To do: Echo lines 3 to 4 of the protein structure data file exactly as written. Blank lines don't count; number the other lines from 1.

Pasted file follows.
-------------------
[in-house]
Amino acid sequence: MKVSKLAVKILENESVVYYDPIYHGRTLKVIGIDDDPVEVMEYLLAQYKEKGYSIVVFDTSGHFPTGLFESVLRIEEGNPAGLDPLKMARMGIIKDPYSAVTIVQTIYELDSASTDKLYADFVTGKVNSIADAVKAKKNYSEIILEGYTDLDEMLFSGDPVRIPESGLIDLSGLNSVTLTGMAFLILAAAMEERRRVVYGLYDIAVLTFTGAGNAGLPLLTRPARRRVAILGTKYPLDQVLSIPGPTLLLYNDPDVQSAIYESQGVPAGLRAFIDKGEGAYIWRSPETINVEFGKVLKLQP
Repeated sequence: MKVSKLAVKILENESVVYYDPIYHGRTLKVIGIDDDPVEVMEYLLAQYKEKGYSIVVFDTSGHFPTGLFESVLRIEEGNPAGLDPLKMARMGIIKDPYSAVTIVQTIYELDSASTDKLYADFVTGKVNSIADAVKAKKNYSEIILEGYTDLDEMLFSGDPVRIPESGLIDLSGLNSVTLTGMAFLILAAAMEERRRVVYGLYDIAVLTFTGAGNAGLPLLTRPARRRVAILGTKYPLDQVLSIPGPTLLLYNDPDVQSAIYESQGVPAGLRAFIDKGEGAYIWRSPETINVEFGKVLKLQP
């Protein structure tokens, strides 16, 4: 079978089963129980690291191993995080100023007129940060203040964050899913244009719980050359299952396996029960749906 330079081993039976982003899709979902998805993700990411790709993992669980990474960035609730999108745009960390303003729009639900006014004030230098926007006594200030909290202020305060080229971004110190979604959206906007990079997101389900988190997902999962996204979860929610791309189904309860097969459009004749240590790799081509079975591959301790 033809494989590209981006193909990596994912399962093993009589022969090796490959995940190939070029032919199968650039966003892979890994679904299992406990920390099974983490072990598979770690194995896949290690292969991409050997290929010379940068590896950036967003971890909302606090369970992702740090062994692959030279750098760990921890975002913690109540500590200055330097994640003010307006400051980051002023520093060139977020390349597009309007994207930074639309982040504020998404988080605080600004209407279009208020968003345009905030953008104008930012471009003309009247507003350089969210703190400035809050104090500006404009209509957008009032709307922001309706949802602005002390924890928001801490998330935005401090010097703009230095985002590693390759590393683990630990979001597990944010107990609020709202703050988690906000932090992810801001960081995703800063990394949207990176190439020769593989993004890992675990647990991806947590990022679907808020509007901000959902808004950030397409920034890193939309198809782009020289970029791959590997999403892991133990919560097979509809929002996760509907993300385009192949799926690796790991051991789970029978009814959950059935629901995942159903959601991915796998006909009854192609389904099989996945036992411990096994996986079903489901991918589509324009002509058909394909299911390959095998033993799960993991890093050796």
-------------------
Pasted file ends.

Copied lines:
Repeated sequence: MKVSKLAVKILENESVVYYDPIYHGRTLKVIGIDDDPVEVMEYLLAQYKEKGYSIVVFDTSGHFPTGLFESVLRIEEGNPAGLDPLKMARMGIIKDPYSAVTIVQTIYELDSASTDKLYADFVTGKVNSIADAVKAKKNYSEIILEGYTDLDEMLFSGDPVRIPESGLIDLSGLNSVTLTGMAFLILAAAMEERRRVVYGLYDIAVLTFTGAGNAGLPLLTRPARRRVAILGTKYPLDQVLSIPGPTLLLYNDPDVQSAIYESQGVPAGLRAFIDKGEGAYIWRSPETINVEFGKVLKLQP
């Protein structure tokens, strides 16, 4: 079978089963129980690291191993995080100023007129940060203040964050899913244009719980050359299952396996029960749906 330079081993039976982003899709979902998805993700990411790709993992669980990474960035609730999108745009960390303003729009639900006014004030230098926007006594200030909290202020305060080229971004110190979604959206906007990079997101389900988190997902999962996204979860929610791309189904309860097969459009004749240590790799081509079975591959301790 033809494989590209981006193909990596994912399962093993009589022969090796490959995940190939070029032919199968650039966003892979890994679904299992406990920390099974983490072990598979770690194995896949290690292969991409050997290929010379940068590896950036967003971890909302606090369970992702740090062994692959030279750098760990921890975002913690109540500590200055330097994640003010307006400051980051002023520093060139977020390349597009309007994207930074639309982040504020998404988080605080600004209407279009208020968003345009905030953008104008930012471009003309009247507003350089969210703190400035809050104090500006404009209509957008009032709307922001309706949802602005002390924890928001801490998330935005401090010097703009230095985002590693390759590393683990630990979001597990944010107990609020709202703050988690906000932090992810801001960081995703800063990394949207990176190439020769593989993004890992675990647990991806947590990022679907808020509007901000959902808004950030397409920034890193939309198809782009020289970029791959590997999403892991133990919560097979509809929002996760509907993300385009192949799926690796790991051991789970029978009814959950059935629901995942159903959601991915796998006909009854192609389904099989996945036992411990096994996986079903489901991918589509324009002509058909394909299911390959095998033993799960993991890093050796």